2018 Tour de France winner Geraint Thomas (Team Sky) has said that, should both he and Chris Froome ride next year's race, then he believes they will be able to ride as joint leaders, playing down any speculation of internal rivalry at Team Sky in 2019.
Thomas came into the 2018 race as a protected rider but Froome was still considered the team's primary leader. That changed as the race went on and Thomas proved to be stronger in the mountains than Froome, who had already ridden and won the Giro d'Italia. Thomas went on to win the Tour de France by two minutes ahead of Tom Dumoulin, with Froome taking third overall.
"I think that it will be similar to this year in the way that we rode together. We were always honest with each other and I don’t see why we can’t do that again," Thomas said after seeing the presentation of the 2019 Tour de France route in Paris.
Though he is the defending champion, Thomas said that it was not yet certain that he would ride the Tour de France in 2019, saying that a full decision on his programme will be made at the end of the year.
"By the end of this year, I will know which Grand Tour I will ride. First, I have to crawl back on the bike and start training again," Thomas joked.
Thomas has enjoyed a lengthy seven-week off-season, with the Tour of Britain his last race in early September. Since then, he’s been on a whirlwind of travelling – including a holiday in the United States with his wife – as well as toasting his successful year. He is yet to start his preparations for the forthcoming season and still has an appearance at the Saitama Criterium at the start of November before he can start laying down the groundwork for 2019.
"It does feel nice," he said when asked how it felt to be at the presentation after winning it this year.
"It feels good and I'm looking forward to going training again because it has been a bit of a crazy off-season. I'm looking forward to training again and having some big goals again. I've still got a few busy weeks ahead but I can't wait to ride my bike and be tired from training and not from travelling and nights out."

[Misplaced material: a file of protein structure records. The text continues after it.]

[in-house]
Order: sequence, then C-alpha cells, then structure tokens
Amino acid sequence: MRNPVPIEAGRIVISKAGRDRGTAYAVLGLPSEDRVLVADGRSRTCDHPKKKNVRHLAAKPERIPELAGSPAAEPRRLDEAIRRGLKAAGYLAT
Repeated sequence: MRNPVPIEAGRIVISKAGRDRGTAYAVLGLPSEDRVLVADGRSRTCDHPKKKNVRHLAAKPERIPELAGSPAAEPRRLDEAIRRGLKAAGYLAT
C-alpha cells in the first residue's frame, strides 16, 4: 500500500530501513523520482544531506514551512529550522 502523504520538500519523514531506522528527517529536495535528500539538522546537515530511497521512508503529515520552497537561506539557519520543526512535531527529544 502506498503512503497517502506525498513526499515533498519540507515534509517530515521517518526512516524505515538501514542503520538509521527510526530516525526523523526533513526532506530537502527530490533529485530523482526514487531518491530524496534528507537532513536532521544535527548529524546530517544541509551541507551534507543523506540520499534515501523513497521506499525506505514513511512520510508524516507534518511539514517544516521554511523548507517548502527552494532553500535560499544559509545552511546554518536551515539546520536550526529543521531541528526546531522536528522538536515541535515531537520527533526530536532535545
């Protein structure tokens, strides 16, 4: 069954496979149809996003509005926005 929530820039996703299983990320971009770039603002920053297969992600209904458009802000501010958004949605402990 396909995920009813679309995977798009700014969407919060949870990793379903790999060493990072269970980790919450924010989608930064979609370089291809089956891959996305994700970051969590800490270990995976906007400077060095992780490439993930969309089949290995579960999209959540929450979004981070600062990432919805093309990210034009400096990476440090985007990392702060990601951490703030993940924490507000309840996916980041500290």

The 2019 Tour de France
Thomas and Froome were both in attendance at the unveiling of next year's route at the Palais des Congres in Paris on Thursday.
The 2019 route has been dubbed a 'classic' Tour de France with none of the gimmicks that have been included in recent editions. There will be five summit finishes across the three weeks, three of which will bring the riders above 2,000 metres. There will be one team and one individual time trial, both 27 kilometres long.
"It's hard to say when you see it so quickly but I think as ever, it’s tough and I think it will be as exciting as ever," Thomas said of the route.
"There are some big stages and, obviously, a lot of climbs finishing over 2,000 metres and the medium mountain stages look hard too. It’s going to be a tough race.
"It will suit the typical Tour specialist, a rider with a strong team around him, there’s a lot of medium mountain stage, and the time trial in Pau will also be crucial. So it will need a well-rounded rider and team to win it.
"I wouldn't say that any of the summit finishes worry me, but stages like the one to the summit of the Tourmalet and to Val Thorens will be exciting stages. That second one comes after 33 kilometres of climbing and after what is another really challenging day. There are certainly some big, big days where a lot can happen."
The 2019 Tour de France will begin in Brussels on July 6, marking the 50th anniversary of the first time Eddy Merckx won the Tour de France. It is also the 100th anniversary of the yellow jersey itself. Having cut his teeth as a Classics rider before turning towards the Grand Tours, Thomas is happy to head back to Belgium for the Grand Depart and cites the stage 2 team time trial as a good opportunity for Team Sky.
"I think that it will be really nice," said Thomas.
"I’ve raced a lot in Belgium in the past before and it will be nice to go back. Obviously, there’s the team time trial, which we’re normally pretty good at, it will be nice to try and win that for a change rather than finishing second or third where we always seem to be."